If she was disappointed to have lost the lead, Nicolino de Sá didn’t show it.
“[Waterhouse and Darmanin] won silver medal in the last Olympics and they have been sailing together for quite a while,” she said. “We’re actually very happy to be battling against them. Not sure what to expect yet for tomorrow, we just want to give it our best.”
To hear Waterhouse talk about it, that may be all he and Darmanin can handle, especially if the forecast holds for less than 10 knots of breeze.
“The Brazilians are definitely the quickest in the light breeze,” he said. “We’ve just been trying to sail smart tactically to get around the lack of boatspeed.”
Should either of those teams falter significantly in the Medal Race, the crafty veterans and defending gold medalists Santiago Lange and Cecilia Carranza Saroli (ARG) could take advantage. They are 12 points behind second and 16 points out of first.
Jason and Lisa at Miamia World Cup 2019 ©JESÚS RENEDO/SAILING ENERGY, 02 February, 2019.
February 1st 2019:
Fresher breezes meant lots of foiling for the Nacra 17 fleet, which ripped through four races today and is on track to complete its scheduled 12 before Saturday’s Medal Race. The increased also restored some normalcy to the standings after a lot of inconsistency over the first five races. The top two boats have started to edge away from the fleet. Samuel Albrecht and Gabriela Nicolino de Sá (BRA) maintain the overall lead, but have just four points over Jason Waterhouse and Lisa Darmanin (AUS). Third place, John Gimson and Anna Burnet (GBR) is 16 points further back.
Waterhouse Darmanin Sailing: (Facebook posts from) -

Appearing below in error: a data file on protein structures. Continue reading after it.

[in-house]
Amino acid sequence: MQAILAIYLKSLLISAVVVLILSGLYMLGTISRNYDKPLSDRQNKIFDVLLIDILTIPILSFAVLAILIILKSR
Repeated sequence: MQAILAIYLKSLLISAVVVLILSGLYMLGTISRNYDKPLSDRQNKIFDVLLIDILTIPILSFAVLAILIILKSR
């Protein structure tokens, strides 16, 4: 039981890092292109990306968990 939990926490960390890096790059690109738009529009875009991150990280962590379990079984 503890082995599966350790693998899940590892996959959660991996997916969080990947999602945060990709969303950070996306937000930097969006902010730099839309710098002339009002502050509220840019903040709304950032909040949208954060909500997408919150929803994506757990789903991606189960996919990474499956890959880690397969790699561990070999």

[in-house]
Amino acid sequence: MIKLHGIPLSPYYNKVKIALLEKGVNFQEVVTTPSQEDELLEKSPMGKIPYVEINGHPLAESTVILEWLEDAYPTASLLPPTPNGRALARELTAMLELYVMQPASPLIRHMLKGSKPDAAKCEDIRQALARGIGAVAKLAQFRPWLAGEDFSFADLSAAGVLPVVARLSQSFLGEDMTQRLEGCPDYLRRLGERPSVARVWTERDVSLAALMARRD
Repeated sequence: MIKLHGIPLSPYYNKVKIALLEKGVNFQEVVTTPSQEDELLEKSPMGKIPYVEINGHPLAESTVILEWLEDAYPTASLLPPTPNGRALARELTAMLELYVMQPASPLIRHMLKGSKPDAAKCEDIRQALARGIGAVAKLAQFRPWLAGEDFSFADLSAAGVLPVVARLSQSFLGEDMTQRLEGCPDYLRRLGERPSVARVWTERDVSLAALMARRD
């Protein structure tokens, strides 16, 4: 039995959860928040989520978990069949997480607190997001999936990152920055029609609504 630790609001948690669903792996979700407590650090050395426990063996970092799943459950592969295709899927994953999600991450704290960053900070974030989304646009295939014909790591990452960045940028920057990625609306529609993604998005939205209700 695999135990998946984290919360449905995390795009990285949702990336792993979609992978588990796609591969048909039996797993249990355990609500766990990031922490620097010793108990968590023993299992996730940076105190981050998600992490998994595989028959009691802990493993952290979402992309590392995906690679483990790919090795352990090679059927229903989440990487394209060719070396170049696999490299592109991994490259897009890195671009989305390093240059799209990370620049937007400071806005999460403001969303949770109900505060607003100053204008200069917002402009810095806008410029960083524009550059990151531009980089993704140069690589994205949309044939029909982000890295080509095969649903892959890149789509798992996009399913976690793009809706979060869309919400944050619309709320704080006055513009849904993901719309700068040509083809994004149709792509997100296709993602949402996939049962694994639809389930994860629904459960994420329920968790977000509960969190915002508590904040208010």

Day 4 Miami World Cup 3 races 4,5,8 - 1st overall - medal race tomorrow
We came to Miami for tricky & tactical close racing - we cant complain at all. Glad to be going into the medal race 4 points clear of the Brazilians - We also have to keep an eye on the Argentinians. Fantastic to have our teammates (and bro) Paul Darmanin Lucy Copeland AUS377 in 4th place also in striking distance of the podium.
Champions return to 2019 Hempel World Cup Series Miami
The 2019 World Cup Series Miami, held out of Coconut Grove from January 29 to 3 February, will see nine defending champions return to Biscayne Bay determined to defend their titles.
2019 marks the 30th edition of an Olympic sailing regatta in Miami and, with 650 sailors from 60 nations registered to race across ten events, it’s expected to be another strong year of competition.
Of the 2018 Miami gold medallists, Giles Scott (GBR) is the only athlete not competing this year. Across the ten events, there are 34 Olympic medallists racing alongside numerous World and World Cup podium finishers, and the best sailors will be vying for a World Cup medal as the race to Tokyo 2020 continues.
Australia’s Jason Waterhouse and Lisa Darmanin will come into Miami as favourites in the Nacra 17 after securing gold at the first round of the Hempel World Cup Series in Enoshima, Japan last September.
Waterhouse and Darmanin overthrew Ruggero Tita and Caterina Banti (ITA) in the Medal Race to claim a hard-earned title – but exactly one year ago, the competition was slightly less stressful for the Aussies. Racing on the Biscayne Bay waters in 2018, Waterhouse and Darmanin controlled the fleet all week long and simply needed to finish the Medal Race to secure gold. They did that with ease and are back to defend their title.
Santiago Lange and Cecilia Carranza Saroli (ARG) and Thomas Zajac and Barbara Matz (AUT) joined them on the podium in 2018 and also return this year.
Further contenders in the 31-boat Nacra 17 fleet include Samuel Albrecht and Gabriela Nicolino de Sá (BRA), Iker Martinez and Olga Maslivets (ESP), John Gimson and Anna Burnet (GBR) and Bora Gulari and Louisa Chafee (USA).